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What Sets a University–and Its Public Policy/Public Administration Program–Apart?

The views expressed are those of the author and do not necessarily reflect the views of ASPA as an organization. 

By Kaitlin McCullough
February 23, 2019

After having attended almost 20 college tours, my mom and I joke that we could confidently get up on stage at the next one and give the introductory speech ourselves. All colleges and universities have the same basic format: They’re scholarly, with engaged students, dedicated faculty and endless opportunities. But what sets them apart from the rest? How can schools draw in the prospective students they want and not get lost in the expansive list of over 5,000 universities in the nation?

In order to appropriately answer that question, we must begin by exploring what high school seniors are looking for in their college search process. For me, I was looking at two very disparate and distinct career paths. On one hand, public policy and lobbying has always pulled at me. There is no other career that directly impacts such a widespread amount of the population, and the intricacy and skill required to negotiate and successfully advocate for policy is impressive. On the other hand, since I was young, I’ve wanted to do something in medicine. Biology and chemistry are two of my favorite subjects, and every class I’ve taken in the science field has intrigued me and encouraged me to do my own research outside of the course. Both options are incredibly appealing, and I’ve been looking for a college program that uniquely inspires me or pushes me towards a specific career. From universities in Virginia and Washington, D.C., to those in Texas and Florida, different schools cater to different types of students.

When we consider universities providing public policy, public administration and government tracks, there are many factors that can set a school apart. While this list is not exhaustive, below I offer some of my primary considerations as I debate which university to attend.

Schools with proximity to the D.C. metro area and/or their state capitols have a unique set of qualities that draw students to their campuses. This type of location means that students have a leg up in their ability to access opportunities in the government, and the majority of schools in these areas emphasize internships and mentorships in the government. They may seek to unite their students with state or federal government agencies. This hands-on involvement that enables students to gain experience before graduating will draw students that are interested in the political field. One of the benefits that comes directly from pushing students to engage with the public sector and government agencies are the relationships and recognition that follow as most jobs, even supposedly entry-level ones, require some form of previous experience.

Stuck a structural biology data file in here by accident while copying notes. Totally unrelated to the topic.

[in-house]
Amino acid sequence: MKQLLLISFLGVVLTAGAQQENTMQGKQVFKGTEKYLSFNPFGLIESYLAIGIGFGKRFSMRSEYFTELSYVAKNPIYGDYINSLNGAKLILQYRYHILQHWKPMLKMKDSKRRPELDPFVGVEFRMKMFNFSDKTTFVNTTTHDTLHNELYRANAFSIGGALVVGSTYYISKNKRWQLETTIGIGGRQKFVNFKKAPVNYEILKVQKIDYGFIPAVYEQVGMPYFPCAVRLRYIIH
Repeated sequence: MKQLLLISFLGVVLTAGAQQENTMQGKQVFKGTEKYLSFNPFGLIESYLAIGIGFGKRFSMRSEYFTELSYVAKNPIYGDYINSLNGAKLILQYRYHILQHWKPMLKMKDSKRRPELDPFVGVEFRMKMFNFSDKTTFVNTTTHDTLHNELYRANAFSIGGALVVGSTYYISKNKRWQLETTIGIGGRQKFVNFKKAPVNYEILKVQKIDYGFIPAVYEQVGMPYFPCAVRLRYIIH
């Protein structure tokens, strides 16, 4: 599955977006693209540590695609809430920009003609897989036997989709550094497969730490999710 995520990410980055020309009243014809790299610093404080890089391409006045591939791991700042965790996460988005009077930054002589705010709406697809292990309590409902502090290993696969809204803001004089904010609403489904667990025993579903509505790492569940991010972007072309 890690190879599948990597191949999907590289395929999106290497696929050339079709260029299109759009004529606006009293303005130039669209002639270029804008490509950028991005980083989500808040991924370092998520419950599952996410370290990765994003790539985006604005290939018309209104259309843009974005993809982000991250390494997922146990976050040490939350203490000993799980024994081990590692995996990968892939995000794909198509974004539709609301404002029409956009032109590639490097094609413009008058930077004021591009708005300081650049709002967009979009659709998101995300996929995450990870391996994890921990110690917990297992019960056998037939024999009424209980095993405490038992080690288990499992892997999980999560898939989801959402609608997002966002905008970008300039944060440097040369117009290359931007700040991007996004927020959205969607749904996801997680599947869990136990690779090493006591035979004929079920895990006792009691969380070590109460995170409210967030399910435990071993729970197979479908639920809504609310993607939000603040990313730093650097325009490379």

Another one of the greatest strengths many universities can bring to the table is a star-studded faculty. Providing students with leaders and policy Goliaths inspire potential students and encourage them to learn more about a college program. However, while an impressive professor list is always attractive, not all colleges will have nationally-recognized faculty members. Also of importance is the extent to which faculty demonstrate their commitment to students, and the ways in which they engage students inside and outside the classroom. By showing students that they are truly invested in student success, faculty members can help set their university apart.

The final recommendation that I would give to universities and colleges seeking to recruit more students would be to incorporate more interdisciplinary courses into their curriculum. While I will eventually have to choose between government and medicine, finding a way to hybridize those interests is engaging. Creating more free form and student-driven classes that encourage enrollees to explore topics that interest them will draw intellectually driven and passionate students, and give any college or university a leg up. One interesting idea that I learned about on a college tour was an almost entirely student-led course, where students would select a topic that they are passionate about, seek out an internship in that field, and conduct their own research-be that lobbying or whatever form it took-and the result would be something tangible that the student created. While this type of class has not yet come to fruition, several of the professors that I spoke with seemed excited by the possibility, and that sort of program quickly distinguishes any college from the rest.

Colleges and universities must find a way to engage prospective students and to allow their strengths to shine. Policy-leaning students are already interested in changing things to further this great nation and create a continuingly more perfect union. They just need someplace to call home.

Author: Kaitlin McCullough is a senior at Maggie Walker Governor’s School in Richmond, Virginia. She is currently interning at the VCU Wilder School Center for Public Policy, and looks forward to engaging more with politics as part of her career in the future.

The Wilder School’s Center for Public Policy embodies our mission to advance research and training that informs public policy and decision-making to improve our communities. Drawing on the wide-ranging expertise of Wilder School faculty, our units provide diverse public-facing services including leadership development and training, economic and policy impact analysis, survey insights, and program evaluation to clients in state and local governments, nonprofit organizations, businesses, and the general public, across Virginia and beyond.

Twitter: @CPPatVCU

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